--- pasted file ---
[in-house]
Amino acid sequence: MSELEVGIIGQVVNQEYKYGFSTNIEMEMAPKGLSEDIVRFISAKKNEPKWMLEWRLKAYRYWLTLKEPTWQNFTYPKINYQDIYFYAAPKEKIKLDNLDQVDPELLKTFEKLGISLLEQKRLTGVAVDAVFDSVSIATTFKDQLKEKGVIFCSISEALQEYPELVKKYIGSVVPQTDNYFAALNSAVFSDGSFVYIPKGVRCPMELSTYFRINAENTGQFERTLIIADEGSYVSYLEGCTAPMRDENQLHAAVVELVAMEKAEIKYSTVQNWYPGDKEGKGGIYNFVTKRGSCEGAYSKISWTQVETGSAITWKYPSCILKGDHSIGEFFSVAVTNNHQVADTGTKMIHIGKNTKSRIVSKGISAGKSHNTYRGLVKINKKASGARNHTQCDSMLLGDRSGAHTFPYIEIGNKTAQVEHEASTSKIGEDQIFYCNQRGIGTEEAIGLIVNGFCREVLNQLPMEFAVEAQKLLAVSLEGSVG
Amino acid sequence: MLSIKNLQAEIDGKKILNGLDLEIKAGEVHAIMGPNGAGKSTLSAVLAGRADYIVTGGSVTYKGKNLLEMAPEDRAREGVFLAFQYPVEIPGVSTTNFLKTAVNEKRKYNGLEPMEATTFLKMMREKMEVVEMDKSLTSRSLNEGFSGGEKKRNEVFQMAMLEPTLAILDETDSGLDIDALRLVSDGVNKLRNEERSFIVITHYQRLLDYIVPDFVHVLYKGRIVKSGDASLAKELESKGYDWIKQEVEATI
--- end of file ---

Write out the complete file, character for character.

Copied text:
[in-house]
Amino acid sequence: MSELEVGIIGQVVNQEYKYGFSTNIEMEMAPKGLSEDIVRFISAKKNEPKWMLEWRLKAYRYWLTLKEPTWQNFTYPKINYQDIYFYAAPKEKIKLDNLDQVDPELLKTFEKLGISLLEQKRLTGVAVDAVFDSVSIATTFKDQLKEKGVIFCSISEALQEYPELVKKYIGSVVPQTDNYFAALNSAVFSDGSFVYIPKGVRCPMELSTYFRINAENTGQFERTLIIADEGSYVSYLEGCTAPMRDENQLHAAVVELVAMEKAEIKYSTVQNWYPGDKEGKGGIYNFVTKRGSCEGAYSKISWTQVETGSAITWKYPSCILKGDHSIGEFFSVAVTNNHQVADTGTKMIHIGKNTKSRIVSKGISAGKSHNTYRGLVKINKKASGARNHTQCDSMLLGDRSGAHTFPYIEIGNKTAQVEHEASTSKIGEDQIFYCNQRGIGTEEAIGLIVNGFCREVLNQLPMEFAVEAQKLLAVSLEGSVG
Amino acid sequence: MLSIKNLQAEIDGKKILNGLDLEIKAGEVHAIMGPNGAGKSTLSAVLAGRADYIVTGGSVTYKGKNLLEMAPEDRAREGVFLAFQYPVEIPGVSTTNFLKTAVNEKRKYNGLEPMEATTFLKMMREKMEVVEMDKSLTSRSLNEGFSGGEKKRNEVFQMAMLEPTLAILDETDSGLDIDALRLVSDGVNKLRNEERSFIVITHYQRLLDYIVPDFVHVLYKGRIVKSGDASLAKELESKGYDWIKQEVEATI